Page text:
South Rim Day Trip: How to Spend One Day at the Grand Canyon South Rim

Planning a day trip to the Grand Canyon South Rim? This one day Grand Canyon itinerary shows you the best things to do at the South Rim and other practical travel information for the Grand Canyon.

The Grand Canyon is one of the seven natural wonders of the world and one of the top things to see in the U.S. for both foreign and domestic visitors.

Most visitors spend at least 1-2 days in the Grand Canyon National Park even though you can spend much longer at the Grand Canyon without being able to take it all in.

This one day Grand Canyon itinerary specifically talks about how to visit the Grand Canyon South Rim, including the best viewpoints, hikes and other things to do there. You will also find practical travel information for the Grand Canyon day trip to make this a perfect and smooth day!

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Major Areas of Grand Canyon South Rim to Visit for a Day

Once you enter the Grand Canyon National Park, there are several areas you can visit and park your car. This official map of the Grand Canyon shows in detail all you need to know about the different areas of the South Rim.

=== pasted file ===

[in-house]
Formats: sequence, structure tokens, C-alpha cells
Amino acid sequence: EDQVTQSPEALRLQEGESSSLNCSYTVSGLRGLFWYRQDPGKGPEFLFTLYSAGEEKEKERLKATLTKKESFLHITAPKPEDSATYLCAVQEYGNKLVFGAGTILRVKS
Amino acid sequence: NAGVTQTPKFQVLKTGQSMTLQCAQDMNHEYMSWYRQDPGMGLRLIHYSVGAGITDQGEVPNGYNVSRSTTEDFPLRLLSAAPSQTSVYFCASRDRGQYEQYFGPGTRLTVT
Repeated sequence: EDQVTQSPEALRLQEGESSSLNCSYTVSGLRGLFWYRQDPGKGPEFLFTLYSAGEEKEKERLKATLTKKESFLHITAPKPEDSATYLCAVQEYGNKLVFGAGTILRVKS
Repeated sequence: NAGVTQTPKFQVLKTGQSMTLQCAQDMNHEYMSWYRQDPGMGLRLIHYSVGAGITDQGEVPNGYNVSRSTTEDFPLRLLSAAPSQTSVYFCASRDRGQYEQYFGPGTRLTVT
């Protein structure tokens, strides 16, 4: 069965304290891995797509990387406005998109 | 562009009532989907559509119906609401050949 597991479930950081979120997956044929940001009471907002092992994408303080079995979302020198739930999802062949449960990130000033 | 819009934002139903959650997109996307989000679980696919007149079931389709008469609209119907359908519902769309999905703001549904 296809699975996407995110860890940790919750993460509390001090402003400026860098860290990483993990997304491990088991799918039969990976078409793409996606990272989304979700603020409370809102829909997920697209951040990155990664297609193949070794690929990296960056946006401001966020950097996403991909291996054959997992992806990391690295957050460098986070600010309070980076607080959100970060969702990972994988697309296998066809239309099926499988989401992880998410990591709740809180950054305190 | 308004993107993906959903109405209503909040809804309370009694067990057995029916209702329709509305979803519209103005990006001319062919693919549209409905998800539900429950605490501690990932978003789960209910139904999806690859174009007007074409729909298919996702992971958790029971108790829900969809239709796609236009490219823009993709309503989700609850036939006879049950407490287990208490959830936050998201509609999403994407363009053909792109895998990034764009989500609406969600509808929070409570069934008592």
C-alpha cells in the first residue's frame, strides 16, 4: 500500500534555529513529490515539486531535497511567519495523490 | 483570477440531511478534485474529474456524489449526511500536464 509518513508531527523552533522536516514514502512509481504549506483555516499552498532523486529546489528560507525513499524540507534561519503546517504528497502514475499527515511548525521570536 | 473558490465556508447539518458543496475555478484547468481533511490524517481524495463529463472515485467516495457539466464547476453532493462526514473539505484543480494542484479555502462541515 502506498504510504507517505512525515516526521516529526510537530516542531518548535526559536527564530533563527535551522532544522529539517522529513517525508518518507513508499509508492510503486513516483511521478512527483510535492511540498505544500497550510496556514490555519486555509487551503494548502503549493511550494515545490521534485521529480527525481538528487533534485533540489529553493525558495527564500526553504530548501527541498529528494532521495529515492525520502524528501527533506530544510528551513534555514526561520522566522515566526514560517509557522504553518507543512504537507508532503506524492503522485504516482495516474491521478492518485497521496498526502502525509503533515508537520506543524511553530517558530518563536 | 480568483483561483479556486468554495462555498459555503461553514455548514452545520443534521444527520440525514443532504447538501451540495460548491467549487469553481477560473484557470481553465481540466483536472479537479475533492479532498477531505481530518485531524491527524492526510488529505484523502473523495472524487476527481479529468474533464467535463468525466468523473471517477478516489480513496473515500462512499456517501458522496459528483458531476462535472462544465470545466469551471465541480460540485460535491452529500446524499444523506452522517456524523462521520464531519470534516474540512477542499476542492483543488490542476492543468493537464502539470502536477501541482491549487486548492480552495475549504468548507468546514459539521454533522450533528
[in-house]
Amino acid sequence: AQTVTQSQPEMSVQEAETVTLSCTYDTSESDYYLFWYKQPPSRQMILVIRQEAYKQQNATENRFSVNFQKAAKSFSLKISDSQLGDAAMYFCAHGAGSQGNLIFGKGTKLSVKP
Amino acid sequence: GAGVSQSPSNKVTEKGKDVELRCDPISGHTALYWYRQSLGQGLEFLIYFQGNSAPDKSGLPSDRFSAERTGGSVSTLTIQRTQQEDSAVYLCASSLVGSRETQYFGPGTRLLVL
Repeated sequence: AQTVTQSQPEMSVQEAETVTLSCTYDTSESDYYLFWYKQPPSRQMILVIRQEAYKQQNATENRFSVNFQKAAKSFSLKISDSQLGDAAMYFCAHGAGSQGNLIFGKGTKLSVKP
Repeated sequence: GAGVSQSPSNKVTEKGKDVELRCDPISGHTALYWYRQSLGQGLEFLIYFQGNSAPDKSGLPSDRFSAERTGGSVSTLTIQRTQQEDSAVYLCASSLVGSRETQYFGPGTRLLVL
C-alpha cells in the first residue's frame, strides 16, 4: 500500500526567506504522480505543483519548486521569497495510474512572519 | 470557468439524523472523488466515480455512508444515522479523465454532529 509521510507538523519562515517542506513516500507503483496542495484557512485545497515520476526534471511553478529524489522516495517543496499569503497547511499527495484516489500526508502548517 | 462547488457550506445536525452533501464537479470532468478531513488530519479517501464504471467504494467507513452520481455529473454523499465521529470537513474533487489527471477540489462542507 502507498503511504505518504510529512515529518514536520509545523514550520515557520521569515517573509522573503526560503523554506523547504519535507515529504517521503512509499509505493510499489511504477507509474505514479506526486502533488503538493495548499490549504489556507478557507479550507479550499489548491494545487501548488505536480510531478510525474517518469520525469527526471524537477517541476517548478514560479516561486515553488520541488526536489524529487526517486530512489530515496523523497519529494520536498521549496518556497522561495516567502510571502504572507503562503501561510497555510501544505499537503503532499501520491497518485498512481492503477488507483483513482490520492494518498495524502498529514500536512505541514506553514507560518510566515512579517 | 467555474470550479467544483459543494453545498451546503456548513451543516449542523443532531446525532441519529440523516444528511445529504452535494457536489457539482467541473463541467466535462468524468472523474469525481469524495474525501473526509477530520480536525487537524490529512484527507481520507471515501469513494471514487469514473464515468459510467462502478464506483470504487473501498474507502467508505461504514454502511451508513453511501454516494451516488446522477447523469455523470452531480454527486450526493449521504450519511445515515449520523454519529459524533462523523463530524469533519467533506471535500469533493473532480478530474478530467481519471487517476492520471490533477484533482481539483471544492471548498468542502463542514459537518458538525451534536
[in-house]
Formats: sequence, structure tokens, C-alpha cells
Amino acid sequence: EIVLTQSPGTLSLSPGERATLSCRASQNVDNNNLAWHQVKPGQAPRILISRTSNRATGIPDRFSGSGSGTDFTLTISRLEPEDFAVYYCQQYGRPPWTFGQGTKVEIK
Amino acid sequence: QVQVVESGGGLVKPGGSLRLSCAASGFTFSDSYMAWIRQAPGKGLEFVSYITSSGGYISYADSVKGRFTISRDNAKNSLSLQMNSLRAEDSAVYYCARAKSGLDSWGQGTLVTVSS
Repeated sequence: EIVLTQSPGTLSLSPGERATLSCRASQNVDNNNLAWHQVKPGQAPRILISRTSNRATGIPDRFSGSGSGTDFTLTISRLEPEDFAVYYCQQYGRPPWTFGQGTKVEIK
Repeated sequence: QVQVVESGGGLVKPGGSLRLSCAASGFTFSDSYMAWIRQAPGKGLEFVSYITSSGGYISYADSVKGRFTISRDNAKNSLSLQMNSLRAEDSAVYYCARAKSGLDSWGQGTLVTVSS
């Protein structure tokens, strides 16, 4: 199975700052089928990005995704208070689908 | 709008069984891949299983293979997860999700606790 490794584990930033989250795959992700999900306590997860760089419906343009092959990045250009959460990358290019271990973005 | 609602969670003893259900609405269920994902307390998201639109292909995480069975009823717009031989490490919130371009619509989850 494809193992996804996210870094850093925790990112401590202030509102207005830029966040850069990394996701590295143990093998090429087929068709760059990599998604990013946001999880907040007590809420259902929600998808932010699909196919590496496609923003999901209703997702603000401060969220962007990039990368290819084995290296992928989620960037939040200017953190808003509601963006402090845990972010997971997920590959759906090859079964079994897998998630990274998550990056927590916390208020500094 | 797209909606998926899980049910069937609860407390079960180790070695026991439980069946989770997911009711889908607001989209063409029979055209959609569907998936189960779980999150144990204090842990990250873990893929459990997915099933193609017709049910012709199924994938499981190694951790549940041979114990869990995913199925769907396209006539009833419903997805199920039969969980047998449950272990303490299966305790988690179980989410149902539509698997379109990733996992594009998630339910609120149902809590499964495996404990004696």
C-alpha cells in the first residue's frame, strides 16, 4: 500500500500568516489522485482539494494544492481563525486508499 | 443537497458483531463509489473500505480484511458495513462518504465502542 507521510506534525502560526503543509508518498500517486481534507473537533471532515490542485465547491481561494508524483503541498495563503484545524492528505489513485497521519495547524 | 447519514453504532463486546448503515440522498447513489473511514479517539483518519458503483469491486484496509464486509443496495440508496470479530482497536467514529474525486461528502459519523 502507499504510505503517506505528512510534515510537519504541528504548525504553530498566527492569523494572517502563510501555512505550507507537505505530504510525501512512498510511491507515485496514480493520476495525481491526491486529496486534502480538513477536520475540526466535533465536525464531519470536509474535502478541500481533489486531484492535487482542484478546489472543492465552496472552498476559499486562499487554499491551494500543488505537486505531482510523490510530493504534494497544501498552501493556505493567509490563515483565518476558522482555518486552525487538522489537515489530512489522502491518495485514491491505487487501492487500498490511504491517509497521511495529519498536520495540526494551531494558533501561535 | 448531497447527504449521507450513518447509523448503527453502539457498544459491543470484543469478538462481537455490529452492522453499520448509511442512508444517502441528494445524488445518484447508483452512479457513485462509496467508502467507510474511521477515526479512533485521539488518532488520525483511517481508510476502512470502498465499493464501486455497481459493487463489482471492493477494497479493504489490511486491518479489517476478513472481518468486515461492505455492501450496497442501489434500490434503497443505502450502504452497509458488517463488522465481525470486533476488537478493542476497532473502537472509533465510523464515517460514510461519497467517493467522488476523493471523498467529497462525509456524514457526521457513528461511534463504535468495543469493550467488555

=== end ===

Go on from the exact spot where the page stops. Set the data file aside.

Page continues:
Starting from the west, the areas you should know about include:

  • Hermits Rest
  • The Village
  • Visitor Center
  • Desert View

Hermits Rest

Hermits Rest is the most western part of the South Rim at the Grand Canyon. It is connected to the Village by the red bus route (not operating in the winter).

You will find a gift shop, snack bar at Hermits Rest. Between Hermits Rest and The Village, there are a number of viewpoints, giving you an amazing view of the Grand Canyon.

Since it is very east, it is not as crowded as the Village or the Visitor Center.

The Village

To the west of the South Rim is the Village. The Village is a small “town” in the South Rim that has lodging, restaurants, clinic, visitor center, several viewpoints and the trailhead to the Bright Angel Trail. There is also a blue bus that connects the Village to the Visitors Center.

There are a few lodges at The Village, and you can also park your car at the Village (and explore using the blue route bus to the Visitor Center).

Market Plaza